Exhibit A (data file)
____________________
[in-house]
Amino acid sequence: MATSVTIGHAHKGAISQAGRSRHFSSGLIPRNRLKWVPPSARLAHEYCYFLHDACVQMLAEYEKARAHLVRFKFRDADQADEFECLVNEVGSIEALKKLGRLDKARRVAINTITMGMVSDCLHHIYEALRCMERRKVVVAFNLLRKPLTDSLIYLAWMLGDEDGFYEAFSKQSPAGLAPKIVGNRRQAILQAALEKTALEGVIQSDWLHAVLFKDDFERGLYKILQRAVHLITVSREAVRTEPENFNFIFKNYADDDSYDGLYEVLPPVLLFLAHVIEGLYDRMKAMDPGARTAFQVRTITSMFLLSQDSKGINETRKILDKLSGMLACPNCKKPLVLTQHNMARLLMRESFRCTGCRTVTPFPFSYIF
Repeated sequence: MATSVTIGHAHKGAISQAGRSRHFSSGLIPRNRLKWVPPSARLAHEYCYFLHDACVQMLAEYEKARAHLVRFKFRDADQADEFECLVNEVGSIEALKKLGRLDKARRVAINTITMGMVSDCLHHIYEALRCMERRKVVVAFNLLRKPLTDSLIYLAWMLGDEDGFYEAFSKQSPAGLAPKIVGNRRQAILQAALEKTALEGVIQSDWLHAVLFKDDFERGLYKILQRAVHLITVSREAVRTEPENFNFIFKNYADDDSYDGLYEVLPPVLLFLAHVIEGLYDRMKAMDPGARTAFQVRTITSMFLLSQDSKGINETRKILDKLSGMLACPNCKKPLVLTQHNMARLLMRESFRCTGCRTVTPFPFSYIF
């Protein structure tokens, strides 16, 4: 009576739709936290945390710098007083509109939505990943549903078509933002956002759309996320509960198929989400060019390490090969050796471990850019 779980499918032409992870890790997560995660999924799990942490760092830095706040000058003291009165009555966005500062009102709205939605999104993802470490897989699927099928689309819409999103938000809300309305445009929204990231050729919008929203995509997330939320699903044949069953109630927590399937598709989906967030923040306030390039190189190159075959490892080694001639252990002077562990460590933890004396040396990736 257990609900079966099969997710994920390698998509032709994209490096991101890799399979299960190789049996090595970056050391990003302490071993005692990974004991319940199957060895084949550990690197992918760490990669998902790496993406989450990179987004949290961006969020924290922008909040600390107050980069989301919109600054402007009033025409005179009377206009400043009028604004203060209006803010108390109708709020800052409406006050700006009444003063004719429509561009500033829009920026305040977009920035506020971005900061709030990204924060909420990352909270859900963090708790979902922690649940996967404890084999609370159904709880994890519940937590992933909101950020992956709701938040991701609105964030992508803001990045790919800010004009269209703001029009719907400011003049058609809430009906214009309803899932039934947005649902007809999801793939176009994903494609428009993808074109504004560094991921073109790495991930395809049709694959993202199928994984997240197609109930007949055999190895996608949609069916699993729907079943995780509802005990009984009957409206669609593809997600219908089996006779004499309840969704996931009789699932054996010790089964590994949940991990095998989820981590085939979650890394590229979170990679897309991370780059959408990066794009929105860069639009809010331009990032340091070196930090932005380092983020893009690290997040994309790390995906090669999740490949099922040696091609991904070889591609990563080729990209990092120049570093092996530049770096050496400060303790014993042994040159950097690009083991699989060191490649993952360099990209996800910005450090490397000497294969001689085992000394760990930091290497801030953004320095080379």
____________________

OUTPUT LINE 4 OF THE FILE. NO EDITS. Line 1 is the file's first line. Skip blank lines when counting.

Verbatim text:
């Protein structure tokens, strides 16, 4: 009576739709936290945390710098007083509109939505990943549903078509933002956002759309996320509960198929989400060019390490090969050796471990850019 779980499918032409992870890790997560995660999924799990942490760092830095706040000058003291009165009555966005500062009102709205939605999104993802470490897989699927099928689309819409999103938000809300309305445009929204990231050729919008929203995509997330939320699903044949069953109630927590399937598709989906967030923040306030390039190189190159075959490892080694001639252990002077562990460590933890004396040396990736 257990609900079966099969997710994920390698998509032709994209490096991101890799399979299960190789049996090595970056050391990003302490071993005692990974004991319940199957060895084949550990690197992918760490990669998902790496993406989450990179987004949290961006969020924290922008909040600390107050980069989301919109600054402007009033025409005179009377206009400043009028604004203060209006803010108390109708709020800052409406006050700006009444003063004719429509561009500033829009920026305040977009920035506020971005900061709030990204924060909420990352909270859900963090708790979902922690649940996967404890084999609370159904709880994890519940937590992933909101950020992956709701938040991701609105964030992508803001990045790919800010004009269209703001029009719907400011003049058609809430009906214009309803899932039934947005649902007809999801793939176009994903494609428009993808074109504004560094991921073109790495991930395809049709694959993202199928994984997240197609109930007949055999190895996608949609069916699993729907079943995780509802005990009984009957409206669609593809997600219908089996006779004499309840969704996931009789699932054996010790089964590994949940991990095998989820981590085939979650890394590229979170990679897309991370780059959408990066794009929105860069639009809010331009990032340091070196930090932005380092983020893009690290997040994309790390995906090669999740490949099922040696091609991904070889591609990563080729990209990092120049570093092996530049770096050496400060303790014993042994040159950097690009083991699989060191490649993952360099990209996800910005450090490397000497294969001689085992000394760990930091290497801030953004320095080379």